Young voters: How voices go unheard in politics


Graphic illustration by Elena Williams

Despite strong political opinions, young voters are often missing from voting lines.

Elena Williams and Jason Shan

It’s not that they’re not opinionated — they are — and it’s not because they refuse to engage — they do. So why is it that young voters, an increasingly distinct coalition, suffer from disappointing turnouts election after election?

From the 1960 election onward, average voter turnouts for America’s primary elections have stayed generally within the range of 50 to 60 percent. However, eligible voters ages 18 to 29 show a much lower turnout at around 30 percent. One of the greatest challenges this demographic faces is a lack of empowerment, the troubling mindset of not being able to make a difference politically. 

“[Young voters] feel that their own contribution is not worthwhile,” AP U.S. Government and Politics teacher Jeffrey Bale said. “Some people don’t vote because they think the system is not working for them. And some people don’t vote because they think that they’re not important enough in the process.” 

Addressing this issue is the best solution to getting more young people to vote. The idea that young people are apathetic does have its truth, but their apathy stems from the feeling that being involved won’t matter. Whether it is the Democratic or Republican party that ultimately gets elected, the consequence of the election does not seem as significant to youth, who may be more concerned with their education or family responsibilities. 

“A lot of times [the solution] is connecting somebody with the issues that matter most to them, and showing them that they can have an impact, because people want to know that they are relevant and that they matter,” Bale said. “When you sell those two things, people are much more likely to join in the process, no doubt about it.”

Restrictive voting regulations in place on the local level have also affected young Americans. Only 24 states allow college-issued student IDs as acceptable forms of identification during in-person voting. Otherwise, students need to present their U.S. passport, driver’s license or other identification, which varies by state. Many voters in this age range do not have a driver’s license yet and may not have a passport on hand. According to CIRCLE, 20 percent of all young Americans who did not vote cited that they had problems during registration or their identification. 

In the 2013 Shelby County v. Holder case, the Supreme Court struck down Section 4 of the Voting Rights Act (VRA). Section 4 of the VRA suspended use of voter tests and Section 5 posited that for districts which used the now-prohibited voting tests and had less than 50 percent of eligible voters cast a ballot in 1964, any further changes to their election laws required approval by the federal government. These determinants were put in place for districts that seemed to have traces of voter suppression. Voter tests precluded illiterate citizens from voting and a low voter turnout suggested marginalization of minority groups. The purpose of the VRA was to allow greater access to voting for any person, regardless of race.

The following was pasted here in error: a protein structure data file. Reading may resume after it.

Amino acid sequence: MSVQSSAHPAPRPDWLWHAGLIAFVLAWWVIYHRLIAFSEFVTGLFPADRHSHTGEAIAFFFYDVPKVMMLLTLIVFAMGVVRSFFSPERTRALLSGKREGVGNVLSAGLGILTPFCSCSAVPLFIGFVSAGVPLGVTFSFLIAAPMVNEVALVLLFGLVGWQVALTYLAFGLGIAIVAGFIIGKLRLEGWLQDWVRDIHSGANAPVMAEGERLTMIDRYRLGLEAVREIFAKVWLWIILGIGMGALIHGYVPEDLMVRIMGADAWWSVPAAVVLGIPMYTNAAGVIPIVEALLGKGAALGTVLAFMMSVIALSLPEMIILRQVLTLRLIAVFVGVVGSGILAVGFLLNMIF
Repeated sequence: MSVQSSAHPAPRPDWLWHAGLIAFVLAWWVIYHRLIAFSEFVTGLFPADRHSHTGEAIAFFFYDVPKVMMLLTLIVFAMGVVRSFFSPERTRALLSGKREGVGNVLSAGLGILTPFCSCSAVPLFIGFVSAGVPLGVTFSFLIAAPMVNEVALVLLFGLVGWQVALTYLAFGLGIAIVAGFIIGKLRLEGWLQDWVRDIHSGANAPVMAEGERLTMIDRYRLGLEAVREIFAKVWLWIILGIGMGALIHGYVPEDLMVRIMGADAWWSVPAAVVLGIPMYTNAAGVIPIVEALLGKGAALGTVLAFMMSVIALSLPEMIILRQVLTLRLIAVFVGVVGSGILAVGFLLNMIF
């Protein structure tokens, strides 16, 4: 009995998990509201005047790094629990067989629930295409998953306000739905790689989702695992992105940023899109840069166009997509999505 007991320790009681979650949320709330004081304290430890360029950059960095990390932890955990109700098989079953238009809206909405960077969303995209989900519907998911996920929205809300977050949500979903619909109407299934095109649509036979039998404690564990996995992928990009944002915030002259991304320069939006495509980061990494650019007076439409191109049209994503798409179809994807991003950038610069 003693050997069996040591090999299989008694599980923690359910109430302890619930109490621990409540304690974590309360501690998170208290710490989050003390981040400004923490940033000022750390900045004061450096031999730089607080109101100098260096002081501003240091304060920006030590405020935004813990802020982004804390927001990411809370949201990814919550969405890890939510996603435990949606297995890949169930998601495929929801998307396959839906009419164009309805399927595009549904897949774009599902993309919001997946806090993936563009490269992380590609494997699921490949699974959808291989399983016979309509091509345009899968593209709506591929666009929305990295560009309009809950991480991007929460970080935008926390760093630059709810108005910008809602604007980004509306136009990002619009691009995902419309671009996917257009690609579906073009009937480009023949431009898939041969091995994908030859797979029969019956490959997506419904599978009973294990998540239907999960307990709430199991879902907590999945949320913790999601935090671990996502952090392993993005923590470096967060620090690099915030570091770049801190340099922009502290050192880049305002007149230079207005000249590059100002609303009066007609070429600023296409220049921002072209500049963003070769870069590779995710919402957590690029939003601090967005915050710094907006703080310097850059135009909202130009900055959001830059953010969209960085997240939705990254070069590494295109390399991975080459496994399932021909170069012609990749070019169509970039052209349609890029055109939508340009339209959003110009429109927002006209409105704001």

Its implementations were effective, increasing voter turnout by 4 to 8 percent, and minority voter turnout by around 30 percent. After the Supreme Court rendered Section 4, and in turn, much of Section 5’s purpose ineffective, Texas, Alabama, North Carolina and Mississippi implemented new photo ID laws, and research has shown that millions of previously eligible voters were removed from the voter rolls. Many of these include people who are minorities, disabled, young or have low income. In 2018, Georgia saw a purge of voters, 70 percent of which were Black, and New Hampshire has passed a law such that anyone owning a vehicle in-state must also register their vehicle to vote, while those who use a car to drive-in to vote must have a state license. 

New Hampshire’s new requirements potentially include hundreds of dollars in registration costs, which could dissuade some out-of-state students from voting. As the youngest Americans are also the most racially diverse, the additional disproportionate effects on racial minorities ripple out to affect young voter turnout as well. 

A report by Democracy Diverted found over 1600 closings of polling locations in districts that were once covered by Section 4 of the VRA. This may especially affect young, non-collegiate students, who are shown to potentially face troubles in arranging transportation or inconvenient voting hours and polling locations. Other measures, such as the Texas governor Greg Abbott’s recent decision to allow only one ballot drop-off location per county regardless of size — with some counties’ populations in the millions — are also expected to disproportionately affect young voters as they tend to live more in urban areas. The governor has been accused of voter suppression for this measure.